The diverse needs of in-house lawyers must be addressed in order to effectively equip them to meet the pressures of their work, said Trish Hyde, the new CEO of the Australian Corporate Lawyers Association.
Speaking recently with Lawyers Weekly, Hyde said that while ACLA currently represents 30 per cent of the in-house legal market, she hopes to see the association significantly grow under her tenure and branch out to meet the differing needs of members.
"There are very different needs a general counsel has compared to a first-time in-house lawyer," said Hyde.
And with the role of in-house lawyers constantly evolving, Hyde noted the added pressures such lawyers now face.
"The workplace has high expectations on in-house, but not every in-house role is the same. If you're in a government organisation, it's different to being in a large corporate team or working solo."
Hyde said that as well as assisting in-house lawyers in meeting such challenges in the future, ACLA will also explore how legal departments can prove their value to their organisations.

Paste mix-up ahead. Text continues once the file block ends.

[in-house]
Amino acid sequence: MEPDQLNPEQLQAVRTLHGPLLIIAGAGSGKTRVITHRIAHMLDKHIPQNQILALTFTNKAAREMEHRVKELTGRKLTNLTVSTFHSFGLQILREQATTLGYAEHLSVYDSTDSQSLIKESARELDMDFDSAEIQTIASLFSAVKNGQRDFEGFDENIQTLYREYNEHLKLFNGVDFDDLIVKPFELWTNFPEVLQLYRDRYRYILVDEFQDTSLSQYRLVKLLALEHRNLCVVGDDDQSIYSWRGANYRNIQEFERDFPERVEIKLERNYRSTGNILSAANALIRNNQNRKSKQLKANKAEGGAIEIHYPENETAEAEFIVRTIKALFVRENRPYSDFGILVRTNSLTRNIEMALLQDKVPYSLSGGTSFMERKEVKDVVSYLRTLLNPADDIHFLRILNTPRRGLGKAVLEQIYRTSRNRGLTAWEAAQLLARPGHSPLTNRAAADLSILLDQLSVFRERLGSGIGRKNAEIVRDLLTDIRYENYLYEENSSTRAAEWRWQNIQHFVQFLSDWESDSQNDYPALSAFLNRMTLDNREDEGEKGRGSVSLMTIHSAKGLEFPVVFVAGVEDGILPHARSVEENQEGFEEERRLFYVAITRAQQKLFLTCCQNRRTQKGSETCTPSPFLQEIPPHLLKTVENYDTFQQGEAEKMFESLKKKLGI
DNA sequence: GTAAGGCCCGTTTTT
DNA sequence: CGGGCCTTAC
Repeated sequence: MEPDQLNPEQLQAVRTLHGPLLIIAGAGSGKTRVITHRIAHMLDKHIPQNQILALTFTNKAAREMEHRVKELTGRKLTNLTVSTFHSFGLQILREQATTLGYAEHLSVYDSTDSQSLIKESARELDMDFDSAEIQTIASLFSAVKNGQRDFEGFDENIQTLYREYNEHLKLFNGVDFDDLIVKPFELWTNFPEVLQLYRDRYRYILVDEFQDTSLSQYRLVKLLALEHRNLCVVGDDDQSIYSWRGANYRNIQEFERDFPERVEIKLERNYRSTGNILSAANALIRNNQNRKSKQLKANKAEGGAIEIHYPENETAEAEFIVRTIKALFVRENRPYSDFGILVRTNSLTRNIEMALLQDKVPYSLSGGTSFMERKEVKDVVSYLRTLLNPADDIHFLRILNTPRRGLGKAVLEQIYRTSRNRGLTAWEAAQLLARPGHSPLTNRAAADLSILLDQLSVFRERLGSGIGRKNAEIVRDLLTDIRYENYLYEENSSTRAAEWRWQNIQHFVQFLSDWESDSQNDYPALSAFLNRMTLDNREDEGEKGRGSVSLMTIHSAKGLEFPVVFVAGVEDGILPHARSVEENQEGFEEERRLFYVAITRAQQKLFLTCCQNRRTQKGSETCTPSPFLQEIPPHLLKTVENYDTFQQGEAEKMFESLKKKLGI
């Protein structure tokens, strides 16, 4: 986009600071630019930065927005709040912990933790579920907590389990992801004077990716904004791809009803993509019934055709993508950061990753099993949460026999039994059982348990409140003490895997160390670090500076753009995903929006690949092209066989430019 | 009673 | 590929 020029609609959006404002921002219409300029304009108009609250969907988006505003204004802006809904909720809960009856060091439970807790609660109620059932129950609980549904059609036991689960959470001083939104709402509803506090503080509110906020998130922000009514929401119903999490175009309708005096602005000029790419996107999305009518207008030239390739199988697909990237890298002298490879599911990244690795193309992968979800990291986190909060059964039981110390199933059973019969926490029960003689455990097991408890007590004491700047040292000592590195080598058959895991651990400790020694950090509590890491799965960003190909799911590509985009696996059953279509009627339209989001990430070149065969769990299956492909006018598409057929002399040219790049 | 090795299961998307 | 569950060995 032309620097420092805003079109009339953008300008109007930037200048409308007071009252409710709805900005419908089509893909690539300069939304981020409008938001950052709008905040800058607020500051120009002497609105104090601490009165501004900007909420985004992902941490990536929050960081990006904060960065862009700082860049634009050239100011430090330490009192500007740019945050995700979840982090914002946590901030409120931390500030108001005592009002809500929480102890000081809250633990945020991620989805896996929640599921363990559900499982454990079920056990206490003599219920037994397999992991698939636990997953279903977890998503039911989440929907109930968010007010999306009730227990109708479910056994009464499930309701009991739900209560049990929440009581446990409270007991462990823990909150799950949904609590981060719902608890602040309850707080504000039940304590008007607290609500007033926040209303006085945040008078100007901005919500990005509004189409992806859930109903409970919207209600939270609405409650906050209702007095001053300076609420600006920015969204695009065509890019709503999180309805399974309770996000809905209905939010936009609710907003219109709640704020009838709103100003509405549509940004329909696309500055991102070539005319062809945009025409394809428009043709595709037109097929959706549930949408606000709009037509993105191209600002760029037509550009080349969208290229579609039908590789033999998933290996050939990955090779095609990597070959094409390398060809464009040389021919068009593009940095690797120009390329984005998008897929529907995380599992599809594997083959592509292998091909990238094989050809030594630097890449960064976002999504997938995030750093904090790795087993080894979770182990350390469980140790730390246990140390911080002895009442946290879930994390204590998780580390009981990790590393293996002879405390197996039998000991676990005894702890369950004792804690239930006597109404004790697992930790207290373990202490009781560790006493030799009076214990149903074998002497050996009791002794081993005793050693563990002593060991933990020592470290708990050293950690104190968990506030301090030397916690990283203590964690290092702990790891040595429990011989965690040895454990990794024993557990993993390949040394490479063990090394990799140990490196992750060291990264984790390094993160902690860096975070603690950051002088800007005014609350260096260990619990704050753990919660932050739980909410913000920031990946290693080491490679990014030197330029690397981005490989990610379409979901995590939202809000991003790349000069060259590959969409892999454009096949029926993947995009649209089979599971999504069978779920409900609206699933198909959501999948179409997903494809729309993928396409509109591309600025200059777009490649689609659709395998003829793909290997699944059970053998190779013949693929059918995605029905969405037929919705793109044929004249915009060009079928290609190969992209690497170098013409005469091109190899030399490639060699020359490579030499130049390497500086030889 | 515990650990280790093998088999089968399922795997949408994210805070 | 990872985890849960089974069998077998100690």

"The amount of dollars spent is not the driver. You can spend dollars inefficiently. But what is your performance measure and how do you drive value and be part of the business approach?" said Hyde.
"You need to be part of the strategic direction and adding value so much so that people can say 'we can cut marketing spend but we really need our legal team'."
Although Hyde does not have a legal background, she brings a wealth of marketing and communications experience to the role.
"Sometimes coming in from the outside, you can bring a different perspective," she said.
Hyde takes over as CEO from Peter Turner, who she said has established some solid foundations for taking ACLA forward.